Letters to the Editor

Serious flaws exposed in the north's energy security policy

The current uncertainty surrounding the future of the Kilroot and Ballylumford power stations exposes a serious flaw in the energy security policy for Northern Ireland, and is something that was not foreseen when Northern Ireland signed up to an all-island energy market.

When the Ulster Unionist Party led the first periods of devolution nearly 20 years ago, one of our priority areas was to increase competition in our energy sector and ensure Northern Ireland had adequate reserves of electricity generation available to it. Accordingly, the then DETI minister Sir Reg Empey (with the support of the executive) wisely issued a ministerial direction to enable the expansion of the natural gas network to other areas of the province, and in particular to Londonderry to facilitate the operation of a new gas-fired station at Coolkeeragh. The ministerial direction was required because of opposition from the NI Civil Service. Shortly thereafter we encouraged the mutualisation of the Moyle electricity interconnector, and later the gas interconnecter. These measures assisted in providing alternative generation options for NI customers and started to break the disastrous availability contracts which had been put in place during direct rule and resulted in us having the most expensive electricity in western Europe.

 Since then, the entire Northern Ireland transmission and distribution assets have been acquired de facto by the Irish government; a situation which many believe to be anti-competitive and injurious to Northern Ireland. If Kilroot and Ballylumford stations are allowed to flounder, competition will be further depleted and we run the risk of returning to the bad old days of  energy insecurity. Add to this the ridiculous notion of building a new mega power plant on the Belfast harbour estate – the most expensive commercial real estate in Northern Ireland, and the NI consumer will end up paying for new energy infrastructure, new transmission and distribution networks, and the costly decommissioning of two existing power stations which could still have a considerable working life ahead of them.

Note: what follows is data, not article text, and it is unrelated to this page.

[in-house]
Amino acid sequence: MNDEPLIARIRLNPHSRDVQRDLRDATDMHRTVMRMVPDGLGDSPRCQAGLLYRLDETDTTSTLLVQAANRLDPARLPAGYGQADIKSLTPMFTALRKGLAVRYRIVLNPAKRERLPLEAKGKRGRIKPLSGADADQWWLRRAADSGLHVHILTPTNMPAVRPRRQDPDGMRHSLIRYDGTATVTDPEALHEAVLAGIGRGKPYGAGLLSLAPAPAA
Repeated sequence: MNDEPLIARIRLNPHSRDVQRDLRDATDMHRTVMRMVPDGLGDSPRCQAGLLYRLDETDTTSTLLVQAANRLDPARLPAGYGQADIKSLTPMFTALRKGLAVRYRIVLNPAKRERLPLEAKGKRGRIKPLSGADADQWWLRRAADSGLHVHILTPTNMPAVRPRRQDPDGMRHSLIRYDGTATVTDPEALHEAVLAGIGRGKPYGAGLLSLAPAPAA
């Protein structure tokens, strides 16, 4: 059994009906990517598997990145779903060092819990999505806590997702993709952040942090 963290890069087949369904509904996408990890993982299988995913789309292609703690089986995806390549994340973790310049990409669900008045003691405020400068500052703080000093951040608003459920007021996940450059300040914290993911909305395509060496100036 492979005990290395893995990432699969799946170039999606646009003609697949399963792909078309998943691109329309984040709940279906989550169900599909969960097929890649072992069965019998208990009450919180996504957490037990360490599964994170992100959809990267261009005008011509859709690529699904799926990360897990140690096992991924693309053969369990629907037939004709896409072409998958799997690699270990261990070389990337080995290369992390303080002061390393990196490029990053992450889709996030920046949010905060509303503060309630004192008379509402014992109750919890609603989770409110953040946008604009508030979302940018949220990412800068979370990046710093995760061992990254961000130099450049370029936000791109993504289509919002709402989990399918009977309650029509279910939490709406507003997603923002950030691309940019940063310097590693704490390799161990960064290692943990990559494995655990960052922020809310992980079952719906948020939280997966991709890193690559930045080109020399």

A key component of energy security is to have a multiplicity of feed stocks. We have a good wind network now, but wind energy is sporadic and cannot be stored. To depend largely on gas  exposes us to the dominance of Russian and Middle Eastern suppliers. Coal power may be unfashionable but it provides us with an alternative that should be retained in the national interest.